Repent is not a word we heard much these days. In popular culture you might see an angry prophet holding a sign with the word splashed in blood-red paint. Even in churches tend to lean into the angry side of the word. I suspect that for many of us it’s difficult to separate the word repent from feelings of anger and judgment. But hidden beneath the surface of popular meaning is a spring of fresh water: the word repent signals an opportunity to begin again. Repentance is the ultimate mulligan: the do-over everyone is looking for, the chance to break from the past and discover a hope-filled future. 

The good news of the Kingdom of God is not simply about going to heaven when we die. It’s about heaven breaking into earth right now (see Matthew 6:10). The king has come to set up his kingdom among us. The king is building his castle in the here-and-now, and he invites us to come live with him not after we die, but today, and each new day. So how do we get in on the new possibilities of a life with God, living in a new reality? The door to this new Kingdom reality is lettered in gold leaf (not blood-red) REPENT.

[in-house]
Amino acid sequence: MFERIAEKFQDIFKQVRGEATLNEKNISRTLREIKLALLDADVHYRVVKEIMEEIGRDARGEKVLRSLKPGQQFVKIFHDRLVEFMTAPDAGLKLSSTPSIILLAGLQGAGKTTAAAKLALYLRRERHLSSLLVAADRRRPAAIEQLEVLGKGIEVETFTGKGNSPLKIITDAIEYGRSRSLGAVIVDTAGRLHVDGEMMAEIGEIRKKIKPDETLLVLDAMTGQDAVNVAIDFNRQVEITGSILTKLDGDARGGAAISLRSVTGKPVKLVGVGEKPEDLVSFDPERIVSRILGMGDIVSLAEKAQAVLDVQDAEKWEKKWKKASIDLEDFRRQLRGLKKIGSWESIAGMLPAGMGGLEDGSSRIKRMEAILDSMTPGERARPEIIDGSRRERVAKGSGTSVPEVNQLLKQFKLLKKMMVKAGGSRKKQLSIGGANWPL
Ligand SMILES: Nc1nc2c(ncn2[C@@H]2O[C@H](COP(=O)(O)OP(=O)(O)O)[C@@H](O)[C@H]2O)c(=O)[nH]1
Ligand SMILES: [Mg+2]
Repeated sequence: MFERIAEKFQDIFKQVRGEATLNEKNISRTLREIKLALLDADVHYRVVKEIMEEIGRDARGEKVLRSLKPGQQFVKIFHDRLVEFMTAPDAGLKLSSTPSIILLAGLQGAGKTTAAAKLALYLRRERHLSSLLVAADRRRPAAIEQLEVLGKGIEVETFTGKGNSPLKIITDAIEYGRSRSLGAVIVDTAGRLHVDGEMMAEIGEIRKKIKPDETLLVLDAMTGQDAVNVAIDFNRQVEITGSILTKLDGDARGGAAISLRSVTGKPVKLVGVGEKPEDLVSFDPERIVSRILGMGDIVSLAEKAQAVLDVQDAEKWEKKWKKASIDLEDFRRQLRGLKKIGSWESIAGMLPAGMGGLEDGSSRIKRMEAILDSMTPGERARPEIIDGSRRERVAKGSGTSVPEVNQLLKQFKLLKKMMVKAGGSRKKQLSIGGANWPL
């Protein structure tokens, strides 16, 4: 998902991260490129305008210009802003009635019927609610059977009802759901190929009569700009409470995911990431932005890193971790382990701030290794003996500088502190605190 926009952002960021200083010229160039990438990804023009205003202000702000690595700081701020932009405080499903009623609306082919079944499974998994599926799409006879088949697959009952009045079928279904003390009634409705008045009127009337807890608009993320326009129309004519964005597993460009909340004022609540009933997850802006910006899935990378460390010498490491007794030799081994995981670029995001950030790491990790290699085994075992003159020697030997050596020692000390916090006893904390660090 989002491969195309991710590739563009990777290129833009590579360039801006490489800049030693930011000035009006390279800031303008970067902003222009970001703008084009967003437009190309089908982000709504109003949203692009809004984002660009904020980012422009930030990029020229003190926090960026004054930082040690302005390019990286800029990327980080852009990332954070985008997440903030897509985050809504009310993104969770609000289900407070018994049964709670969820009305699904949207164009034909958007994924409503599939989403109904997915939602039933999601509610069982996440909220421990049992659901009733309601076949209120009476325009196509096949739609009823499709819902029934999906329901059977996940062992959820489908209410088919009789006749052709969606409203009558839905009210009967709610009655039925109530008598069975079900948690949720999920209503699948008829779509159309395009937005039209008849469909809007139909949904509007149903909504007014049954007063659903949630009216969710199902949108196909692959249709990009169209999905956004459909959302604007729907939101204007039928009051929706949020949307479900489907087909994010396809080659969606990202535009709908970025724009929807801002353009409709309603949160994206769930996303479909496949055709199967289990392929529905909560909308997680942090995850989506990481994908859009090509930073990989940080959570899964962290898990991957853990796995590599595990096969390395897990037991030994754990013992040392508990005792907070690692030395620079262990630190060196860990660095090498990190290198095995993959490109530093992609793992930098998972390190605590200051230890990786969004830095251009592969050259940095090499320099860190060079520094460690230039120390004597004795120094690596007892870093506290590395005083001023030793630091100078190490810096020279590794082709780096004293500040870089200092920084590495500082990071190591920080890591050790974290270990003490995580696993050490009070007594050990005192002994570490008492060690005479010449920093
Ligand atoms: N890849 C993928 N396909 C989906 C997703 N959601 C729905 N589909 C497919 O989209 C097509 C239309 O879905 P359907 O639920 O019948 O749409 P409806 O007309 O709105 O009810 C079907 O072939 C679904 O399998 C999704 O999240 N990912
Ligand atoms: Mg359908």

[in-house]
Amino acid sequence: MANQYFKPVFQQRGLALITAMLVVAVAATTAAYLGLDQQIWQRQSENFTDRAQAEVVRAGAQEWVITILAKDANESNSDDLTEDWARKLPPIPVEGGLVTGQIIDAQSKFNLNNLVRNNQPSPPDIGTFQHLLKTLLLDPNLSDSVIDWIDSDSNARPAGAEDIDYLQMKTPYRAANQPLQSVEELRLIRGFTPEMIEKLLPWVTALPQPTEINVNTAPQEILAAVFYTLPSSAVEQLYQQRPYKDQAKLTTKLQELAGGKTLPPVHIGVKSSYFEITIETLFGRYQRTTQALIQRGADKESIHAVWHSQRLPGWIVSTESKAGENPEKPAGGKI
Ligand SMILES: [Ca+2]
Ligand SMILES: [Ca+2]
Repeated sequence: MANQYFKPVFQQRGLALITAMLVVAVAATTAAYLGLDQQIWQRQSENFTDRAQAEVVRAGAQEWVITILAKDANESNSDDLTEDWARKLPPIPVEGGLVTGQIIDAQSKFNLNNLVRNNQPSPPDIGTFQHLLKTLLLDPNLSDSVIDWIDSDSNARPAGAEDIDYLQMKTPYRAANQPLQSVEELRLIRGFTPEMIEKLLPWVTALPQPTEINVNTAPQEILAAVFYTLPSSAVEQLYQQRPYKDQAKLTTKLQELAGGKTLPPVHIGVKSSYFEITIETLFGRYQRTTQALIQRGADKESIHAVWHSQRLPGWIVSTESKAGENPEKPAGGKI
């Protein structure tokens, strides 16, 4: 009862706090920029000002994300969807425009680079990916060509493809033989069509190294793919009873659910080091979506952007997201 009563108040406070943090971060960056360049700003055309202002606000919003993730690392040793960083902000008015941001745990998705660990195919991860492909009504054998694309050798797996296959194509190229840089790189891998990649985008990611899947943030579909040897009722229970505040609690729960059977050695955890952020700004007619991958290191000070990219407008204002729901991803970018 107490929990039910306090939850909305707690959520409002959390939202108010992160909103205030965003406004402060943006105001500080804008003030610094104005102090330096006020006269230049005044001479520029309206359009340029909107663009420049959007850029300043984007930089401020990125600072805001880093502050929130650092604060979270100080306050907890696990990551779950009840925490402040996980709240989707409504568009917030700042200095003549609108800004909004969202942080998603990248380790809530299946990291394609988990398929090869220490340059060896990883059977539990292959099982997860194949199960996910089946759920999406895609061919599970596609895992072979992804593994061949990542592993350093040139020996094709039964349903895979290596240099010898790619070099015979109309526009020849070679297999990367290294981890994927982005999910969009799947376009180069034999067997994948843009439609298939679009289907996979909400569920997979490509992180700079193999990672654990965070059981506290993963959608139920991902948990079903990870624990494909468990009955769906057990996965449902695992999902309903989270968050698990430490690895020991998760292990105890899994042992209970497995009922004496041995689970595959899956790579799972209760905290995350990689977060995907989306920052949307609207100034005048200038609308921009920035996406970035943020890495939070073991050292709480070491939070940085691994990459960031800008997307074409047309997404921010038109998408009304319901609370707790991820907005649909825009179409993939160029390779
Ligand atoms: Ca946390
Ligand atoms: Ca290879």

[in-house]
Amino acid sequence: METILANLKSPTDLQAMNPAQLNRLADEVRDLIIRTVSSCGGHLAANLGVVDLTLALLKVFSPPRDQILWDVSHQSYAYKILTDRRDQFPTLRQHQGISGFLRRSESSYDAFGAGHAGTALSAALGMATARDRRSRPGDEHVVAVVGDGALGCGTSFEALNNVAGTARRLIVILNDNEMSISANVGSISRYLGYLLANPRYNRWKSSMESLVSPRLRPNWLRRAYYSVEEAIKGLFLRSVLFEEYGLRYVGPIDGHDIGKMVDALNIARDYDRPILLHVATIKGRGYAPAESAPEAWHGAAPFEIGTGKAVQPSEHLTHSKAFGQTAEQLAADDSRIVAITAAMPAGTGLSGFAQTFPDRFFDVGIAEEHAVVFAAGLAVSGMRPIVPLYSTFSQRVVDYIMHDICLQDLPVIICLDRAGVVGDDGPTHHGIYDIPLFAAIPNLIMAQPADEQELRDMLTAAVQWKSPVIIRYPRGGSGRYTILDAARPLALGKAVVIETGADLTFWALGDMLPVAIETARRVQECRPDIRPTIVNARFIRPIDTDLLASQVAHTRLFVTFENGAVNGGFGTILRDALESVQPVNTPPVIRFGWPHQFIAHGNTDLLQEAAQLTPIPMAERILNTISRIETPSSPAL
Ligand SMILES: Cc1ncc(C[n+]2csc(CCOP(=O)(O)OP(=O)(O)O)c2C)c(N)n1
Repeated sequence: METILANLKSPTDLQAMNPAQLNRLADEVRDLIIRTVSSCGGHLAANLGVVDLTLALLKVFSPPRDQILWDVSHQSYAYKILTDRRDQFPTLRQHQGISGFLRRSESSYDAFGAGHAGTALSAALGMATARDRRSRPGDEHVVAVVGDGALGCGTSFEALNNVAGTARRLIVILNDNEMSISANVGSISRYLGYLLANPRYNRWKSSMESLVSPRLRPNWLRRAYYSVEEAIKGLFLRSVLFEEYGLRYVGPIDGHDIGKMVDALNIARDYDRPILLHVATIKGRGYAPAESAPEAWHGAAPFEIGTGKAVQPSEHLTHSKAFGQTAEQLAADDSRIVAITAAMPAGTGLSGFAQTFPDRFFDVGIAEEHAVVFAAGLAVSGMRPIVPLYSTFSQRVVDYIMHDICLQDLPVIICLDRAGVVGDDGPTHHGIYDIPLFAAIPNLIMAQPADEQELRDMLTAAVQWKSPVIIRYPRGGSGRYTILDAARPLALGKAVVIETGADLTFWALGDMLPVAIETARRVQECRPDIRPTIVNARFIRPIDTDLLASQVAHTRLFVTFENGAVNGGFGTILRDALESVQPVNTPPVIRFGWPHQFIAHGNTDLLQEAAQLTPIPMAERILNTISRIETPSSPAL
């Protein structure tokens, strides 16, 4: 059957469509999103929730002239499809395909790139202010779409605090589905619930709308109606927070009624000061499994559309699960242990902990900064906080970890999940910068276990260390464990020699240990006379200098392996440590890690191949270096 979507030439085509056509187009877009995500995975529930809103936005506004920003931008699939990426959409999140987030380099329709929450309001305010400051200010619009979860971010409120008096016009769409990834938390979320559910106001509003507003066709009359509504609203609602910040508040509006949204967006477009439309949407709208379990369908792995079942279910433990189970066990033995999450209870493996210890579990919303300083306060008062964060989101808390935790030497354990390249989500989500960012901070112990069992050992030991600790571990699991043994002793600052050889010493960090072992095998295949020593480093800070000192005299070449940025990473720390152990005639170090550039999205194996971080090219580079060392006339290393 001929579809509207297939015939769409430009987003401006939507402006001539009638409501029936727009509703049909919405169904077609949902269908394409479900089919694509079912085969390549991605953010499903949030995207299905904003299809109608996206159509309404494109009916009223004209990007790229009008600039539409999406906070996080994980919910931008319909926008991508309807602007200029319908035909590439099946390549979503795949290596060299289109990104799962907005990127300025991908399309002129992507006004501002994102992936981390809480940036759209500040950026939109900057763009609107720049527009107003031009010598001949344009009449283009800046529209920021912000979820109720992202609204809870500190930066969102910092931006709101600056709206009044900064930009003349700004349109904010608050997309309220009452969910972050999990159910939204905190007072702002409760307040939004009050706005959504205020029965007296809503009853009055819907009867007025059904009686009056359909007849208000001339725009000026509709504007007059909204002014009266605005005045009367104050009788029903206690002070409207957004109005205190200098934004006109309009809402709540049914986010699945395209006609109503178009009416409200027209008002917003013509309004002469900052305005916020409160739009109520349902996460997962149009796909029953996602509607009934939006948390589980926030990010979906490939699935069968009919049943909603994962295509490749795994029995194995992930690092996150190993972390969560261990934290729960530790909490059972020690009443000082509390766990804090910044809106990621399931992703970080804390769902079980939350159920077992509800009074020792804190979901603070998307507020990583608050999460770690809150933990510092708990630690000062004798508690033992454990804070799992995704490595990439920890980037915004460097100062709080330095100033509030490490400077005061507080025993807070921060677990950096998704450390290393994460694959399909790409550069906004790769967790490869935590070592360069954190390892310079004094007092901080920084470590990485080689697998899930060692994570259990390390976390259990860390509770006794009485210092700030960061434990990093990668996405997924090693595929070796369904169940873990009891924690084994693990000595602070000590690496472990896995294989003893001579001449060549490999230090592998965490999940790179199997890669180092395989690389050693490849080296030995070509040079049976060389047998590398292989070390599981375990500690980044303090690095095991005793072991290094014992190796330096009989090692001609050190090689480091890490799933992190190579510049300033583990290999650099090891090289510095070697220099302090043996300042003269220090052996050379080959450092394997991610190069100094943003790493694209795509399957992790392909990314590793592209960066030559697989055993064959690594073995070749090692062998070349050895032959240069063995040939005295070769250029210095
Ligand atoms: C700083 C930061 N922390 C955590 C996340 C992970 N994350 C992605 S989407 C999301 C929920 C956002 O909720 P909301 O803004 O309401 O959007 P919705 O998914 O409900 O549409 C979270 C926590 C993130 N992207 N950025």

But repentance is not simply the doorway into life with God; it is the hallway that leads to every other room in the King’s castle. Let’s discover together these new-kingdom possibilities, the hope that life-change can be deep and lasting instead of the roller coaster ups and downs so common to diets and prosperity plans and organizational methods.

 

Do The Teshuva!

From the Charleston to the Mashed Potato to Flossing, every dance move needs a name; but if you want to do the Teshuva, you’ll need a Rabbi to show you how.